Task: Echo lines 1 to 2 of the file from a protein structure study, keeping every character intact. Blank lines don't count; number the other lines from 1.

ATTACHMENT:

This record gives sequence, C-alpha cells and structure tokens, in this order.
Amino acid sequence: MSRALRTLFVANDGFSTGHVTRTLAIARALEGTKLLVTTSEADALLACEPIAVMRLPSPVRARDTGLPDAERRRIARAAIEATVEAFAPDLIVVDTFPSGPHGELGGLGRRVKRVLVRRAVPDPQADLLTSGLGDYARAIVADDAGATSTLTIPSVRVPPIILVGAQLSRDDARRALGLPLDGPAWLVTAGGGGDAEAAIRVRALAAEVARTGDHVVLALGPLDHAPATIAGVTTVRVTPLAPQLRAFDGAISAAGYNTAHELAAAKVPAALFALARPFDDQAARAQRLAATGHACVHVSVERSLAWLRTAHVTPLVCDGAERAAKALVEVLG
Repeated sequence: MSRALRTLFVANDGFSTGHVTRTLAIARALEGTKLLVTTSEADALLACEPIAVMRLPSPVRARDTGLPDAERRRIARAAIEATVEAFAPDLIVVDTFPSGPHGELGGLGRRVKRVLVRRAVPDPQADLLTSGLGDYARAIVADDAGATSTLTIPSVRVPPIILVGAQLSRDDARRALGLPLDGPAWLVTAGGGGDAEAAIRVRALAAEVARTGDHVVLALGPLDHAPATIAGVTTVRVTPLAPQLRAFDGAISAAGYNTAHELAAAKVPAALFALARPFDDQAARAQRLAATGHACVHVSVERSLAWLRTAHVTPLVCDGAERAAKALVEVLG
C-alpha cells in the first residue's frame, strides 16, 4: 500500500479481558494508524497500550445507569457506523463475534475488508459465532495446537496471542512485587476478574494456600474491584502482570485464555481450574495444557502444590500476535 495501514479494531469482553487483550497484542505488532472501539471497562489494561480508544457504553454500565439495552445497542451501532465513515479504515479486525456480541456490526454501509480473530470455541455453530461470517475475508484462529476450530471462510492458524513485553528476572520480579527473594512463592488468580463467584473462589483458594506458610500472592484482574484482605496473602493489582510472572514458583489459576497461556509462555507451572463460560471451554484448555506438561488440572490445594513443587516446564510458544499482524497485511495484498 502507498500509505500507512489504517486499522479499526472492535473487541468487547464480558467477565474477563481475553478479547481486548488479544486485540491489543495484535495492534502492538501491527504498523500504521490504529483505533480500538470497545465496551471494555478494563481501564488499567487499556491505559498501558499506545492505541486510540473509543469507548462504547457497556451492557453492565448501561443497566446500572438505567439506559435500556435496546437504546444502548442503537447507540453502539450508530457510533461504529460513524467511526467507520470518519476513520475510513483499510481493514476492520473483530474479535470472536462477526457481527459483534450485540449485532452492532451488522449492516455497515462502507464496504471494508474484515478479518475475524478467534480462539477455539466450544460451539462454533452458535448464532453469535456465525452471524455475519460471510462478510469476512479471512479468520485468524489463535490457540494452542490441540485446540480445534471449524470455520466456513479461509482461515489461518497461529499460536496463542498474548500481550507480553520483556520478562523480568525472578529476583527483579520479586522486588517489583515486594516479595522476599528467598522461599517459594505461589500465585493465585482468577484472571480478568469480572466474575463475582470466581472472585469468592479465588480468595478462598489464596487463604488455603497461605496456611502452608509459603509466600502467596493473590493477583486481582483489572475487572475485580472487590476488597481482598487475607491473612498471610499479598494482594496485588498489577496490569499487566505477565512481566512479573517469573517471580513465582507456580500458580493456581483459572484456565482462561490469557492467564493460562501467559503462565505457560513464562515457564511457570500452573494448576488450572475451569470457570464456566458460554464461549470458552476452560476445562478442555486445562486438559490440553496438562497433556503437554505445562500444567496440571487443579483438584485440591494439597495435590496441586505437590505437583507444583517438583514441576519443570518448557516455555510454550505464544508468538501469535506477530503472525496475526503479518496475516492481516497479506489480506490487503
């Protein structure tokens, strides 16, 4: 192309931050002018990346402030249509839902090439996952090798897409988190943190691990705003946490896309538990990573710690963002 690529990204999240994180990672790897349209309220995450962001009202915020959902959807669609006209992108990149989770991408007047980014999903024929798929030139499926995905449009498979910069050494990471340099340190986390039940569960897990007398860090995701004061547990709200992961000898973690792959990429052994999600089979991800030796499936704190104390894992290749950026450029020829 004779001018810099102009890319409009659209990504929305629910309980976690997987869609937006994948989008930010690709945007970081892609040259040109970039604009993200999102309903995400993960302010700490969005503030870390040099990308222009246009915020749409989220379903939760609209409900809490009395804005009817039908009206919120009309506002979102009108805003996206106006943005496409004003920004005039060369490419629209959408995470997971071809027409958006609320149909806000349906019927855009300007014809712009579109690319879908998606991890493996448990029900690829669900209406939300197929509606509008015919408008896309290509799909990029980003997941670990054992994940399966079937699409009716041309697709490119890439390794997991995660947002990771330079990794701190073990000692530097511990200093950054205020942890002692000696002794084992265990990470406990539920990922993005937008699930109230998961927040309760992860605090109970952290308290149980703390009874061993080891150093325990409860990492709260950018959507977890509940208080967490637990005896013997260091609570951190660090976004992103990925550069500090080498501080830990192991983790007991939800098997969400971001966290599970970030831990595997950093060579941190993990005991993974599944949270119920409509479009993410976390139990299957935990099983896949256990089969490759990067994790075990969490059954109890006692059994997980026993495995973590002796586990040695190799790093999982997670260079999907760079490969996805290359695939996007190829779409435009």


This record gives sequence, C-alpha cells and structure tokens, in this order.
Amino acid sequence: MSRALRTLFVANDGFSTGHVTRTLAIARALEGTKLLVTTSEADALLACEPIAVMRLPSPVRARDTGLPDAERRRIARAAIEATVEAFAPDLIVVDTFPSGPHGELGGLGRRVKRVLVRRAVPDPQADLLTSGLGDYARAIVADDAGATSTLTIPSVRVPPIILVGAQLSRDDARRALGLPLDGPAWLVTAGGGGDAEAAIRVRALAAEVARTGDHVVLALGPLDHAPATIAGVTTVRVTPLAPQLRAFDGAISAAGYNTAHELAAAKVPAALFALARPFDDQAARAQRLAATGHACVHVSVERSLAWLRTAHVTPLVCDGAERAAKALVEVLG